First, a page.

“Your child has autism.” To parents hearing the diagnosis it can sound like a fire alarm going off, but having no idea where the flames are, let alone how to put them out. No parent wants to hear those words, especially as early as 18 months into their child’s life. Autism is a developmental disorder that impacts social skills, communication, and often involves repetitive behaviors. There is a wide range of severity and it is diagnosed along a continuum as an autism spectrum disorder. However, parents often find themselves on a spectrum of their own, anchored by fear on one end and frustration on the other.
After their first question of, “are you sure?” parents typically ask about the cause and treatment of autism. While there is no distinct and definitive known cause for the disorder, it is widely believed to be the result of an interaction between both genetic and environmental factors. Vaccines and autism have been a hot button issue since a study based on falsified data was published and widely reported on in 1990’s. Since that time, there has been expansive and exhaustive research that totally debunks any association between vaccines and autism.
While autism is not curable, it is also not terminal either. Individuals can benefit greatly from treatment which is typically employed on multiple fronts to address behaviors and skill deficits with interventions including applied behavioral analysis, speech therapy, and occupational therapy. In some cases, medication will be used as part of a complementary approach to alleviate particular symptoms. Although, the treatment equation is heavily dependent on the severity of the presentation and will be catered and specific to meet individual needs. However, it has been consistently shown that the earlier the intervention, the better.
As important as the aforementioned aspects of the cause and treatment of autism are, there is another way to look at it. The true “cause and treatment” of autism are to embrace the bravery and beauty of those facing its challenges head on and to view them simply as they are. As wonderfully extraordinary and tragically ordinary as the rest of us. Their gifts may be packaged and delivered differently yet they hold no less promise. Expression and connection can be more elusive but that doesn’t preclude their having feelings and desires, friends and dreams. The cause for a parent is to demonstrate acceptance with patience and advocacy with urgency. Awareness stifles stigma and stokes compassion, empowering capability.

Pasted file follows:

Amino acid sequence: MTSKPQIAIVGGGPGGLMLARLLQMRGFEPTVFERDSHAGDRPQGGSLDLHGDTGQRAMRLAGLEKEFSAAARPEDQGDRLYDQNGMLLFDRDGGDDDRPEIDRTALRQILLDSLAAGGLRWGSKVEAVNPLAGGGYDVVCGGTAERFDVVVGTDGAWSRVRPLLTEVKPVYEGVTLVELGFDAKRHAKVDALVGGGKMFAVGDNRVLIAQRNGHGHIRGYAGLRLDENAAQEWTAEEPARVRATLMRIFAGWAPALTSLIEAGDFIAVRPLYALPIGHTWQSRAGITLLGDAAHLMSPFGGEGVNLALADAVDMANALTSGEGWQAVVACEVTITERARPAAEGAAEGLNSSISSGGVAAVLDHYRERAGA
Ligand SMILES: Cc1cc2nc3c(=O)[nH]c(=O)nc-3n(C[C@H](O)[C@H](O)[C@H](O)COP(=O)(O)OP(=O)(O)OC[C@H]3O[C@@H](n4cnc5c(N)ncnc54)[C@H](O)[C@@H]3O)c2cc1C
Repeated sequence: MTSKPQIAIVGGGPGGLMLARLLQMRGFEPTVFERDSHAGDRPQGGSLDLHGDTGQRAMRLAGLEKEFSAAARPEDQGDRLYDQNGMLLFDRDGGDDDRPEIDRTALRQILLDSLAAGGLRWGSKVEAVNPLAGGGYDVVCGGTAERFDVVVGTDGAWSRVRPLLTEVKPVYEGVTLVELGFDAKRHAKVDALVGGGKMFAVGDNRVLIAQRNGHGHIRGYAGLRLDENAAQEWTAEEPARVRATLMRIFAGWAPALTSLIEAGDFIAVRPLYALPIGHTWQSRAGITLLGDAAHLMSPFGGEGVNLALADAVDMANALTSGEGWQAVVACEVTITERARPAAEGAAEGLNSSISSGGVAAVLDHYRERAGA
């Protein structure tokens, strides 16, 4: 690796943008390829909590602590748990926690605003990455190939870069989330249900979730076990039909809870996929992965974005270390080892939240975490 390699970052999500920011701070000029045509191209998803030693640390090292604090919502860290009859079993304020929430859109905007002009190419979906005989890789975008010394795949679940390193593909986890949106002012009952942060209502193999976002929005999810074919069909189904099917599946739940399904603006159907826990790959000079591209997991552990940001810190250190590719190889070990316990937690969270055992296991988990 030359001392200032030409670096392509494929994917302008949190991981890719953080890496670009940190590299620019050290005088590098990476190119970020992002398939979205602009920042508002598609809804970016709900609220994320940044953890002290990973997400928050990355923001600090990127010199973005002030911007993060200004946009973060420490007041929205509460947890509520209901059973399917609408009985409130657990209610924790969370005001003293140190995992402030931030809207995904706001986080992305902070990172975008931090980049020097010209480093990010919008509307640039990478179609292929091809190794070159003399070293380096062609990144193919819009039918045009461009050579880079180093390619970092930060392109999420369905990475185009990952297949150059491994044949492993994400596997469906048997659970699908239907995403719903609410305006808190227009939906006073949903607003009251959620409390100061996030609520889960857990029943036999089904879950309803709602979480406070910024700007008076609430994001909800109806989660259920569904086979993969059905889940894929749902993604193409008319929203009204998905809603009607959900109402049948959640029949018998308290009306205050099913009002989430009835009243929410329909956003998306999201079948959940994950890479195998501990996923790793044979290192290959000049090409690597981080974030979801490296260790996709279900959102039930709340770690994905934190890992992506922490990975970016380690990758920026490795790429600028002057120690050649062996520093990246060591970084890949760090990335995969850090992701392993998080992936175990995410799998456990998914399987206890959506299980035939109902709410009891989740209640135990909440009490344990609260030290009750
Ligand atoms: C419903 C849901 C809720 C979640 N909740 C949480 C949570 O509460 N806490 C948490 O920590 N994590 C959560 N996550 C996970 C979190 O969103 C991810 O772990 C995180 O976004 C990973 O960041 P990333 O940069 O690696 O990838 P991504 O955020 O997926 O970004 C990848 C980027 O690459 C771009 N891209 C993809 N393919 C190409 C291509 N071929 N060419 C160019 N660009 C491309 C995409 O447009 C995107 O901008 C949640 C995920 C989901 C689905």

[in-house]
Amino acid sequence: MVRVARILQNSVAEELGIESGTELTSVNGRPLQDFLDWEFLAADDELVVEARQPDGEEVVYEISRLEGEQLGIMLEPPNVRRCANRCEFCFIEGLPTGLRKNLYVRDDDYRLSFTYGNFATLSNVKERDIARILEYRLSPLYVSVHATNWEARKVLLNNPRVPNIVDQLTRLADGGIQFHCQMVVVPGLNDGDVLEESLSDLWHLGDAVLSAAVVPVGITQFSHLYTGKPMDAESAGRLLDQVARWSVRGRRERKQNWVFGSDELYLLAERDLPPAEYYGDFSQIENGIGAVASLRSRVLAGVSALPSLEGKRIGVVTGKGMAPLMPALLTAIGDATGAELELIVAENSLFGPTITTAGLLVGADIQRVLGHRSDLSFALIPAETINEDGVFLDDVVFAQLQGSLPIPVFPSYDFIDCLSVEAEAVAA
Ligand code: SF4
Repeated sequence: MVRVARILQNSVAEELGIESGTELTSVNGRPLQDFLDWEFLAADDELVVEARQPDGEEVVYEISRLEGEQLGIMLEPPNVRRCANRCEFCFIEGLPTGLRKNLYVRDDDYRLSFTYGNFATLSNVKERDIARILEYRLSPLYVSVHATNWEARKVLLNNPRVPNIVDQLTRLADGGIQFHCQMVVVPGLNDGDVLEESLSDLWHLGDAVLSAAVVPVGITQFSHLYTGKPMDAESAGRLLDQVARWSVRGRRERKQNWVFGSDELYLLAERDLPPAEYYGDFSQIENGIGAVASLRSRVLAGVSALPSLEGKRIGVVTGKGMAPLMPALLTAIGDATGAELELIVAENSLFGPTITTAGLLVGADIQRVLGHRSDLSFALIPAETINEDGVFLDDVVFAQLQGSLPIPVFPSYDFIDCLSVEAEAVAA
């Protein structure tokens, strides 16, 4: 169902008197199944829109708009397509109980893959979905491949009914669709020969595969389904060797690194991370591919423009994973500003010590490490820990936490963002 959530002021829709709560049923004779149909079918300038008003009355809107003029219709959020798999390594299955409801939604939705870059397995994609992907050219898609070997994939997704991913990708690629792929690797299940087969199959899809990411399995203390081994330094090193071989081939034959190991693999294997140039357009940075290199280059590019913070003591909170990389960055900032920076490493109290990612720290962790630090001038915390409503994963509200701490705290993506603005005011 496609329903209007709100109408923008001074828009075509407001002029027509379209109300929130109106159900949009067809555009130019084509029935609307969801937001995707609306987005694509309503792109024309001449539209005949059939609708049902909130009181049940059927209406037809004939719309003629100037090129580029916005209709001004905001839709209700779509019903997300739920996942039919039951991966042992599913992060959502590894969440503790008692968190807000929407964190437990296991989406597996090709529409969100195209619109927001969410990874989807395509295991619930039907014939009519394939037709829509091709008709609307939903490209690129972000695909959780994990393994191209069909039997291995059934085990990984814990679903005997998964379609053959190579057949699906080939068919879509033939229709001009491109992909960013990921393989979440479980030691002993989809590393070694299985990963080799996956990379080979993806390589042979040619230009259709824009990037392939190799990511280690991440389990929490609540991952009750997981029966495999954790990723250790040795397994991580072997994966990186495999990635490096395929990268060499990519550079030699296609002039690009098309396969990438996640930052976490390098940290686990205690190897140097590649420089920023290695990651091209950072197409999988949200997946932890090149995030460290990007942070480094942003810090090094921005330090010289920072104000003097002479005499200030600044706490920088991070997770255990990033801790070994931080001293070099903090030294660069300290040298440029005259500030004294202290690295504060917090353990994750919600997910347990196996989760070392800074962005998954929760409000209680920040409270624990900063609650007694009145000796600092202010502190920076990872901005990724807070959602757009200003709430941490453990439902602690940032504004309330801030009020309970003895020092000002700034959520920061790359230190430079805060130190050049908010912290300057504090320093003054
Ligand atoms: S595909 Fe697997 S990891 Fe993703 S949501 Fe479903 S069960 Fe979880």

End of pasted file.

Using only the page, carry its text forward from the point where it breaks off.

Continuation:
Treatment goes back to the golden rule and how we all want to be treated. It must be grounded in an essential and enduring respect for uniqueness that every person deserves. Defying a label starts by acknowledging the dignity of an individual. The burden of behaviors shouldn’t prevail over the humanity of the person. This is rarely easy and made even less so by comparison, both overt and insidious, presented at every turn at places like sidelines and social media. Yet, milestones can become malleable while also remaining just as meaningful.
Hearing the fateful words, “your child has autism,” can reverberate like the sound of a slamming door and seem like a ceiling has been placed on a child’s potential. There is no minimizing how unimaginably challenging autism can be for both the recipient and their loved ones. For those on the spectrum, navigating the nuances of the interpersonal ecosystems they inhabit can be as daunting for them as it is agonizing for their parents to watch. However, what seems like a ceiling, fixed in its restriction, is more like a dense fog, opaque yet penetrable. For parents, faith is knowing that the sun exists even when it is obscured by clouds, while hope is believing that tomorrow is the day it will peek through the shadows.